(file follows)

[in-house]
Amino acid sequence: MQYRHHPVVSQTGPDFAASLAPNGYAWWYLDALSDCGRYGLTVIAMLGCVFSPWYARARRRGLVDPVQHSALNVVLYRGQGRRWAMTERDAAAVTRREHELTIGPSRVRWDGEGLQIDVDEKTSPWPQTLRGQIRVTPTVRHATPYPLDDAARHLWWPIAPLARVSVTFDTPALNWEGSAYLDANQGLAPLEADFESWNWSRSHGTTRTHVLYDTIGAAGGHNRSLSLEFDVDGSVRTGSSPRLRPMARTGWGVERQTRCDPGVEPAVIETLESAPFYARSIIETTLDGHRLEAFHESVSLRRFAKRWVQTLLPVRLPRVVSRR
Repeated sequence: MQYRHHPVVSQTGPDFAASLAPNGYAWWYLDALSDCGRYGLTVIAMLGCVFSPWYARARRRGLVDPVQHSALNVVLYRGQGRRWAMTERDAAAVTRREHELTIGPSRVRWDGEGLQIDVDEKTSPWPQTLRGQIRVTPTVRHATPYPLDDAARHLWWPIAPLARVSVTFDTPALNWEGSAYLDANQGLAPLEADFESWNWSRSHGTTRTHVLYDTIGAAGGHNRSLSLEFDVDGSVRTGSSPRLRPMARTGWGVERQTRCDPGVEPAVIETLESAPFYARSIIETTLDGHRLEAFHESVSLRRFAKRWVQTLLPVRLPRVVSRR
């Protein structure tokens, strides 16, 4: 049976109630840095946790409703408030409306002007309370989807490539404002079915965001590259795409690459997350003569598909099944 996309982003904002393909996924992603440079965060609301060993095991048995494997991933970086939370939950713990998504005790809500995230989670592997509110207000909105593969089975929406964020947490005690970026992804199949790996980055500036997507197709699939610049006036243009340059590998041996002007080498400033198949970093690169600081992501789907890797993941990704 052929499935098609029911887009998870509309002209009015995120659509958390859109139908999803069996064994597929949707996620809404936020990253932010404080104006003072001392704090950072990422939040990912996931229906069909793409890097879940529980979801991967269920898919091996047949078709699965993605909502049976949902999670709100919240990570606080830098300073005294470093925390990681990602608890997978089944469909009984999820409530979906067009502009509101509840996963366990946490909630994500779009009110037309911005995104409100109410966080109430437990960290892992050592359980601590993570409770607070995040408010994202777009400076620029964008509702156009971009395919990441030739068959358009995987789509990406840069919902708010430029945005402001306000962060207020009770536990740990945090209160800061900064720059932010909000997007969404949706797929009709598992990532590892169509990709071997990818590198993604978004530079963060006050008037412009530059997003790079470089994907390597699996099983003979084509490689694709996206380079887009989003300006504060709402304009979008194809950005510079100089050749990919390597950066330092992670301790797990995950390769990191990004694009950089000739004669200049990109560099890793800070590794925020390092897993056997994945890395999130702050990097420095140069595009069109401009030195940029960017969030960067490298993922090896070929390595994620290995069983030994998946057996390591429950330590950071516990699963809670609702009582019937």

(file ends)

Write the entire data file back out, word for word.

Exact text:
[in-house]
Amino acid sequence: MQYRHHPVVSQTGPDFAASLAPNGYAWWYLDALSDCGRYGLTVIAMLGCVFSPWYARARRRGLVDPVQHSALNVVLYRGQGRRWAMTERDAAAVTRREHELTIGPSRVRWDGEGLQIDVDEKTSPWPQTLRGQIRVTPTVRHATPYPLDDAARHLWWPIAPLARVSVTFDTPALNWEGSAYLDANQGLAPLEADFESWNWSRSHGTTRTHVLYDTIGAAGGHNRSLSLEFDVDGSVRTGSSPRLRPMARTGWGVERQTRCDPGVEPAVIETLESAPFYARSIIETTLDGHRLEAFHESVSLRRFAKRWVQTLLPVRLPRVVSRR
Repeated sequence: MQYRHHPVVSQTGPDFAASLAPNGYAWWYLDALSDCGRYGLTVIAMLGCVFSPWYARARRRGLVDPVQHSALNVVLYRGQGRRWAMTERDAAAVTRREHELTIGPSRVRWDGEGLQIDVDEKTSPWPQTLRGQIRVTPTVRHATPYPLDDAARHLWWPIAPLARVSVTFDTPALNWEGSAYLDANQGLAPLEADFESWNWSRSHGTTRTHVLYDTIGAAGGHNRSLSLEFDVDGSVRTGSSPRLRPMARTGWGVERQTRCDPGVEPAVIETLESAPFYARSIIETTLDGHRLEAFHESVSLRRFAKRWVQTLLPVRLPRVVSRR
């Protein structure tokens, strides 16, 4: 049976109630840095946790409703408030409306002007309370989807490539404002079915965001590259795409690459997350003569598909099944 996309982003904002393909996924992603440079965060609301060993095991048995494997991933970086939370939950713990998504005790809500995230989670592997509110207000909105593969089975929406964020947490005690970026992804199949790996980055500036997507197709699939610049006036243009340059590998041996002007080498400033198949970093690169600081992501789907890797993941990704 052929499935098609029911887009998870509309002209009015995120659509958390859109139908999803069996064994597929949707996620809404936020990253932010404080104006003072001392704090950072990422939040990912996931229906069909793409890097879940529980979801991967269920898919091996047949078709699965993605909502049976949902999670709100919240990570606080830098300073005294470093925390990681990602608890997978089944469909009984999820409530979906067009502009509101509840996963366990946490909630994500779009009110037309911005995104409100109410966080109430437990960290892992050592359980601590993570409770607070995040408010994202777009400076620029964008509702156009971009395919990441030739068959358009995987789509990406840069919902708010430029945005402001306000962060207020009770536990740990945090209160800061900064720059932010909000997007969404949706797929009709598992990532590892169509990709071997990818590198993604978004530079963060006050008037412009530059997003790079470089994907390597699996099983003979084509490689694709996206380079887009989003300006504060709402304009979008194809950005510079100089050749990919390597950066330092992670301790797990995950390769990191990004694009950089000739004669200049990109560099890793800070590794925020390092897993056997994945890395999130702050990097420095140069595009069109401009030195940029960017969030960067490298993922090896070929390595994620290995069983030994998946057996390591429950330590950071516990699963809670609702009582019937």